Beware the Technology Police

I remember doing a pitch to some potential clients once, showing them how they could really bring their eLearning to life by including some rich, multi-media, case-based scenarios. They seemed genuinely impressed by some examples I showed them and I thought we were making real progress. They said they would like to have their eLearning follow a similar path, but that there was one little problem. It turns out that someone had decided that it would be a good idea to have multi-media capabilities removed from all computers within this organization. I can’t remember the exact reasons why, but it had something to do with concerns about preventing employees from playing games or wasting time on other diversions / entertainments while “on the clock.” After I picked my jaw up off the floor, I said thanks, it’s been real, and quickly found the nearest exit. At the time, and ever since, I have thought that the technology police within organizations are using such short-sighted technology bans to cover up a lack of actual management, not to mention foresight and imagination.

Since that encounter noted above, I have come across many other examples of similar technology-limiting edicts that are equally as silly. In my mind, if people are wasting time, or are not productive, or are not meeting objectives, this is a performance issue, plain and simple, and it should be addressed as such. Banning computer technologies that can be used for very productive purposes because some people are abusing the privilege, is not a smart move. It is akin to:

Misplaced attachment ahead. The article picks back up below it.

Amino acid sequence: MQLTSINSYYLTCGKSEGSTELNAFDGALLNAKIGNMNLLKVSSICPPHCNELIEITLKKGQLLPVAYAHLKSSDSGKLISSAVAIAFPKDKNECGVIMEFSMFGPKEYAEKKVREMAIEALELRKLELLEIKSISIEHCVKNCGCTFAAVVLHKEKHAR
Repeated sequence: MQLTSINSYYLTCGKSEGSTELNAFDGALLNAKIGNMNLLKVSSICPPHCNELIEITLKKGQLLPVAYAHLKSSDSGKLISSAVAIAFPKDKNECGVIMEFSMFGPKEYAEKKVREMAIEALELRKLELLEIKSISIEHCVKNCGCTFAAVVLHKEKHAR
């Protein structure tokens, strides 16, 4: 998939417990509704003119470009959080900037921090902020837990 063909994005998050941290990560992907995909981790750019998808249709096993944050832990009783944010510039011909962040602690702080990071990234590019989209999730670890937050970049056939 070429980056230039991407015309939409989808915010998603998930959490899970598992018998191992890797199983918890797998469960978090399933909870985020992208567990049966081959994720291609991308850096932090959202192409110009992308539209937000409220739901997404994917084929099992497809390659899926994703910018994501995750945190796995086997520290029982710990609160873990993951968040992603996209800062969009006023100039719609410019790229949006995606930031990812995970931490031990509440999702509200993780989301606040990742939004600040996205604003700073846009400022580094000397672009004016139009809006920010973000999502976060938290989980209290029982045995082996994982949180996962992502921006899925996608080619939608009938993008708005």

• bricking in windows because some people are staring out of them while day dreaming on the job;
  • cutting off all phone lines because some people are making too many personal calls; or,
  • not allowing conversations among employees because some people are too chatty and waste others’ time.

These are, of course, extreme examples. However, I think it is equally silly to deny all of your employees the potential benefits of information and communications technologies that can enhance learning, build community and enable personal and professional growth because someone does not want to manage those who are not responsible.

Recent news stories tell me that the technology police are flourishing. In the last few weeks I have come across stories about school boards banning cell phones from school property and government departments banning use of Facebook, the social networking site, by government employees.

With respect to the first story, yes, it is highly disruptive to have cell phones going off in class, and this should not be allowed. However, part of the stated rationale in banning the cell phones was to stem cheating (enterprising students were, apparently, text messaging test answers to each other). I do not condone cheating, but perhaps the bigger problem here is that schools are still giving memorization tests in an age of instant access to information. Why not give the students some real challenging questions to answer that cannot be condensed to yes or no, true or false, 1812 or 1867? And then encourage them to surf the net with their phones and to text message each other (even reaching out beyond the confines of the school), collaborating on some big and meaningful problems. This will more closely resemble the world into which they will be entering.

With respect to the second story about government employees “wasting time” on Facebook, why not encourage them to establish Facebook contacts with public sector workers across different departments, and across different governments around the world? What could be learned by hearing about how others are tackling public policy issues? What kinds of connections could be made? What kinds of sharing and learning could take place?

If people are slacking off / goofing off / not doing their jobs, by all means manage this. But having the technology police make across-the-board bans is not managing. It is pure laziness. Worse than this, it is forsaking the tremendous benefits that such technologies can bring because one does not wish to manage performance.

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